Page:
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Formula 1

The other weaknesses Mercedes’ 2022 F1 car still has

by Scott Mitchell-Malm
4 min read

At the start of the 2022 Formula 1 season the core reason for Mercedes’ lack of performance was one specific problem: porpoising.

That significant hurdle has been overcome but Mercedes’ 2022 car still has other limitations that need to be addressed if either Lewis Hamilton or George Russell have any real hope of winning races this season.

After getting on top of its porpoising problem in Spain, it was a big setback for Mercedes to be instantly hampered by a different kind of bouncing again in Monaco.

The low-speed and bumpy nature of Monaco puts an emphasis on several key areas: ride quality, aerodynamic load and mechanical grip.

After Mercedes performed so well in the high-speed sections of the Barcelona track, Monaco was an excellent test of other car characteristics. And the W13 failed (at least in terms of Mercedes’ lofty expectations for itself).

The car was bottoming out at the start of the weekend and at the ride height the car needed to be run to avoid the worst of that, it simply wasn’t producing enough downforce.

Its ride quality is still poor, which seems to be a legacy of the car’s inherent stiffness.

This was something that had been flagged by drivers as early as the first pre-season test in Spain. And the first real upgrades Mercedes will bring since curing the porpoising problem should include attempts at improving the car’s ride quality.

Even though this problem wasn’t a total surprise to Mercedes in Monaco, as it knew its car still had inherent weaknesses, the extent of the issue was worse than expected.

Motor Racing Formula One World Championship Monaco Grand Prix Saturday Monte Carlo, Monaco

Mercedes has not been able to make much progress in addressing its weaknesses because all its time and focus had been on curing the porpoising. Russell summarised the areas it still needs to improve as: “We just need to find a bit more downforce, we haven’t been awfully competitive in low-speed corners.

“In Barcelona we were the quickest in the high-speed and down the straights. The complete opposite to what Monaco offers.

“We need to find a bit more pace in qualifying, we can’t afford to keep having an Alpine or a McLaren jump us.”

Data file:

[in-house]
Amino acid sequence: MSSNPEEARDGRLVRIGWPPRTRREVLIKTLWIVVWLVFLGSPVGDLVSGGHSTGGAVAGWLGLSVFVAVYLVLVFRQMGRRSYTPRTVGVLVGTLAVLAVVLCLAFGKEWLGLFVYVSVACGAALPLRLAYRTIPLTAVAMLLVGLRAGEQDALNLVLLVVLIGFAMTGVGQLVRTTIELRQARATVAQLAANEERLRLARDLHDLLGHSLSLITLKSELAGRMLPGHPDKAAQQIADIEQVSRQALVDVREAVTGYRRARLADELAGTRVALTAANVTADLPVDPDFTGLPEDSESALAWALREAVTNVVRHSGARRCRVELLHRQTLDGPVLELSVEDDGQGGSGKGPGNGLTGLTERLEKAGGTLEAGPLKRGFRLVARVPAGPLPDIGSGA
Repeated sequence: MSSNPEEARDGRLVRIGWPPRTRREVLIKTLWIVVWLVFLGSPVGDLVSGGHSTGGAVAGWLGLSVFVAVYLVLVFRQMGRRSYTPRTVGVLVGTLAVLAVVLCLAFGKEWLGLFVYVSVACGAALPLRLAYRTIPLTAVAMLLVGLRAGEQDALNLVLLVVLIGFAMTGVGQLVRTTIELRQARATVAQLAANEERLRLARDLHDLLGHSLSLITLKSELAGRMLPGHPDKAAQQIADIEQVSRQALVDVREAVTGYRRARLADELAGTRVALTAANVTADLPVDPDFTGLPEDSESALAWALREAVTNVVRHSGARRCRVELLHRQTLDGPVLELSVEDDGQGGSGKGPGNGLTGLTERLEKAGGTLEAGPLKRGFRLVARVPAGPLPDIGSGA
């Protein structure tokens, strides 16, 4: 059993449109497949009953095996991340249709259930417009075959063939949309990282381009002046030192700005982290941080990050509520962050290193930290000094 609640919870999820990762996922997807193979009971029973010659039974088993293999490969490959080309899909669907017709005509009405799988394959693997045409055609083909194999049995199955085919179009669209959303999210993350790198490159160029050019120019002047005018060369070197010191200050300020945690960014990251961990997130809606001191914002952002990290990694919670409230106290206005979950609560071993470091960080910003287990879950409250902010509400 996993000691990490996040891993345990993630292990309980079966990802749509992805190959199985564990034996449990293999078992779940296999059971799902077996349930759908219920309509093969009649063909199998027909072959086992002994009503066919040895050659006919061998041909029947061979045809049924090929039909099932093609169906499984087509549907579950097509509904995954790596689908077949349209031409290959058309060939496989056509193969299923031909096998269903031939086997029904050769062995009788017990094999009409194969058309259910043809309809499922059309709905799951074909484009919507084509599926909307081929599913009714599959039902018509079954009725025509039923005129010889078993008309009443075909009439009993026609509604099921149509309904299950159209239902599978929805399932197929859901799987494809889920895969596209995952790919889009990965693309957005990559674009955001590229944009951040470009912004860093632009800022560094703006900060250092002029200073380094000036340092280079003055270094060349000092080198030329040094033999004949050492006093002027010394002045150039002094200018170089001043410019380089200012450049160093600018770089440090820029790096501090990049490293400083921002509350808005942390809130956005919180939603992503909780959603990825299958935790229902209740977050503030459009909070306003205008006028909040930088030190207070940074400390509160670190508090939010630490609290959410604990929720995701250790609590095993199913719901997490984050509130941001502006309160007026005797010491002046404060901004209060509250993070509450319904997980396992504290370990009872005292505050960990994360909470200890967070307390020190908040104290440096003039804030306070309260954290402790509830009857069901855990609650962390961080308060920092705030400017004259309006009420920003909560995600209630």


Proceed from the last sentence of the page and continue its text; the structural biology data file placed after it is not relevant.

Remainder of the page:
In simple terms Mercedes now needs to create a better mechanical and aerodynamic platform. If that sounds obvious it’s because it kind of is – unlike its rivals, Mercedes hasn’t really developed its car much beyond what appeared in testing.

Motor Racing Formula One World Championship Monaco Grand Prix Sunday Monte Carlo, Monaco

More load and a more stable car will allow the drivers to attack more and should also help with the chronic tyre warm-up issues that have blighted Mercedes on several occasions this year.

This is a big factor in qualifying, as Russell noted. Despite having quite clearly the third-fastest car, especially in races, Mercedes has found another team between its lead car and the Ferraris and Red Bulls at five of the seven grands prix so far.

And the gap to the top two teams remains severe on qualifying pace, regardless of the circuit favouring the W13 or not.

Merc Supertime Gap3

The fact is that whether it’s a good weekend like Spain or a difficult one like Monaco, Mercedes is so far away from Red Bull and Ferrari that it’s not going to challenge either way.

Team boss Toto Wolff has called Mercedes’ current pace deficit a “huge annoyance”, which is probably an understatement.

Best-case scenario, he reckons Mercedes is half a second off in qualifying with its current car. Worst-case scenario it’s eight tenths away. Either way, Wolff says it’s “not acceptable”.

The caveat here is that Mercedes should cut that gap as it adds performance to its car, and it should have some low-hanging fruit with its initial development.

But there is still a question mark over the car’s ultimate potential especially in light of the underlying issues, such as its stiffness.

It’s worth considering that for 2022, clever hydraulic suspension trickery has been outlawed. This was an area in which Mercedes previously excelled, such as the inertia dampers that it ran front and rear on last year’s car basically doing the work in controlling any bouncing while the springs themselves had very little travel.

Other teams seem to have been sharper at finding new solutions, with Russell particularly envious of how well the Ferrari seems to ride kerbs and bumps at all tracks.

So, how much progress Mercedes can make with the 2022 car depends on exactly how much it needs to be changed. And there are still questions being asked of Mercedes about the current concept or if the focus needs to switch on readying a different design for 2023.

Mercedes’ answer is still that this will only be valid if the conclusion is it needs to make an architectural or aerodynamic change that cannot be implemented on the current car. Wolff says that point still has not been reached.

What’s clear is that the W13 still needs a lot of work. As Hamilton put it when asked if he’d prefer Mercedes to switch resources and focus to 2023: “We have to figure out what’s wrong with this car before we can make another car!

“If we just started making another car, we could easily get it wrong.

“Getting on top of this one fully, which we haven’t yet, will give us a guideline.

“There’s definitely loads of things that I’d not want from this car for next year’s car.”

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